Travel snacks: eat right in flight
Unless you scored seats on your own private jet, flying home for spring break holds a few certainties: You will encounter a squealing baby, someone with a hacking cough and in-flight food that is unpalatable to a starving refugee.
What happened to edible airline food? The burgers have radioactive cheese and the hot dogs are stomach-rupturing torpedoes, and thatâs if they decide to feed you at all. If you have a long flight and are not on a hunger strike, you are on your own food-wise. But if you apply just a bit of forethought, you can ensure you have some tasty snacks or even a decent meal to get you through that screening of Baby Geniuses 2.
As you prepare for a pilgrimage to LAX this weekend, you have two options: Bring your own grub or buy something once inside the terminal. To avoid paying $14 for a breakfast burrito, and because food is one of the few things allowed through airport security, choose the former.
For food with substance, whip together a sandwich to wrap and store in a Tupperware container. For convenience, you can bring along a Larabar or a Kashi Roll bar, but here are a few more specific suggestions.
Ever wonder why you feel run over by a truck when you step off a plane? Itâs because of dehydration. It is far easier to become dehydrated when traveling at high altitudes, so snack on some juice-filled fresh fruit (pears or oranges) and drink plenty of water, and you wonât have to worry about bloodshot eyes as you greet your parents on the other end of the flight.
Another idea is pancakes. You can pack them full of fruit, nuts and spices, and they will keep warm for hours if wrapped in foil. Use oatmeal and eggs with a pinch of baking powder for some stupid-simple but tasty pancakes. If you want some protein, toss a scoop of whey powder into the batter, and you have a complete meal to get you through a layover.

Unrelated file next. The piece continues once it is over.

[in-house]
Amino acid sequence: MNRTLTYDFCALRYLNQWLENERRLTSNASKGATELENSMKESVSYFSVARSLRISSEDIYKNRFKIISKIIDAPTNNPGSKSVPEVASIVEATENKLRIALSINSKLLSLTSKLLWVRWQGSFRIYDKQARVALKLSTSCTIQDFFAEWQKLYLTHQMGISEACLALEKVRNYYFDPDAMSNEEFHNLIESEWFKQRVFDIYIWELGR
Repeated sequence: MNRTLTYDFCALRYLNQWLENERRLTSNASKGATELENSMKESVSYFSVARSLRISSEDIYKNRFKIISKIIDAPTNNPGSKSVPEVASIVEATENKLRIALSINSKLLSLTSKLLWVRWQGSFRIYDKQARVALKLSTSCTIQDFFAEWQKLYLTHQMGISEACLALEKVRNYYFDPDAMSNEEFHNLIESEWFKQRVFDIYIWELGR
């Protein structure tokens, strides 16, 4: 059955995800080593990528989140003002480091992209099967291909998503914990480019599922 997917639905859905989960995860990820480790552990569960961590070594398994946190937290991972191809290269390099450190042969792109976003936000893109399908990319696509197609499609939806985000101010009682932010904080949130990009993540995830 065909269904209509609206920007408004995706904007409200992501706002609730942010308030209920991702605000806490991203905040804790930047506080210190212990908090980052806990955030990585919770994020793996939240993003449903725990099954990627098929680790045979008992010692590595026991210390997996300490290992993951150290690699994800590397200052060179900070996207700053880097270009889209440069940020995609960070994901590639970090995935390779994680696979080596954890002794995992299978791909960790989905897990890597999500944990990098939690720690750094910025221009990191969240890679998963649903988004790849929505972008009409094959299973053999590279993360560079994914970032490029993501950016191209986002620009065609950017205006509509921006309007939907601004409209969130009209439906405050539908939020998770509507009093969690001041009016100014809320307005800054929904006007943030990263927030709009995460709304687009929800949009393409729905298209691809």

If you are stumbling into the airport at 7 a.m., chances are you did not grab breakfast. But that can be fixed by grabbing a bit of cereal before you head out the door and putting it either in a plastic baggie or grabbing a single-serving box. You canât bring milk past security, but, if you refuse to spend money and donât mind approaching hoboland, snag a cup from Starbucks and serve yourself some milk from the condiment table.
But between packing and not forgetting your hair dryer, food might be the last thing on your mind until youâve gotten through the invasive full-body scans. If you do not care about spending some money, there are actually some decent eateries within the LAX terminals.
California Pizza Kitchen ASAP is a solid choice for better-than-fast food but not quite wallet-busting fare. LAX has one in Terminal 5 and another in Terminal 8. There will be laughs for everyone else on the plane if the flight happens to be serving gross microwavable pizza.
Jody Maroniâs Sausage Kingdom, located in Terminal 6, caters to tired and stressed travelers who want to bite into a big juicy sausage-dog. Another decent Terminal 6 spot is Monetâs California Deli, which serves breakfasts and deli-style soups and sandwiches. For something familiar and filling though, check out Chiliâs Too, a truncated version of Chiliâs in Terminal 4. In Terminal 5, Creative Croissants offers tasty sandwiches and other goodies while El Cholo Cantina has surprisingly good Mexican food. Terminals 2 and 7 have Wolfgang Puck Express if youâd like to give one last farewell to The Lotâs pesto chicken salad sandwich. For something light and refreshing, head to Terminal 1 for a cup of Pinkberry. To catch a game as you grab your food, Terminals 1 and 6 each have a Home Turf Sports Bar.
Of course, if you just want the airport experience and feel Mickey Dâs or Burger King calling, LAX definitely has you covered. McDonaldâs resturants are in Terminals 1, 5 and 7, and Burger Kings are in Terminals 2, 3 and 4. And if you need a caffeine fix, most terminals have a Starbucks.
So donât think you have to contemplate wrecking your digestive tract if you get the munchies during a flight. Just put in a couple minutes of forethought and enjoy something decent to offset the screaming babies.
Mimi Honeycutt is a sophomore majoring in print journalism. Her column âGingersnapsâ runs Wednesdays.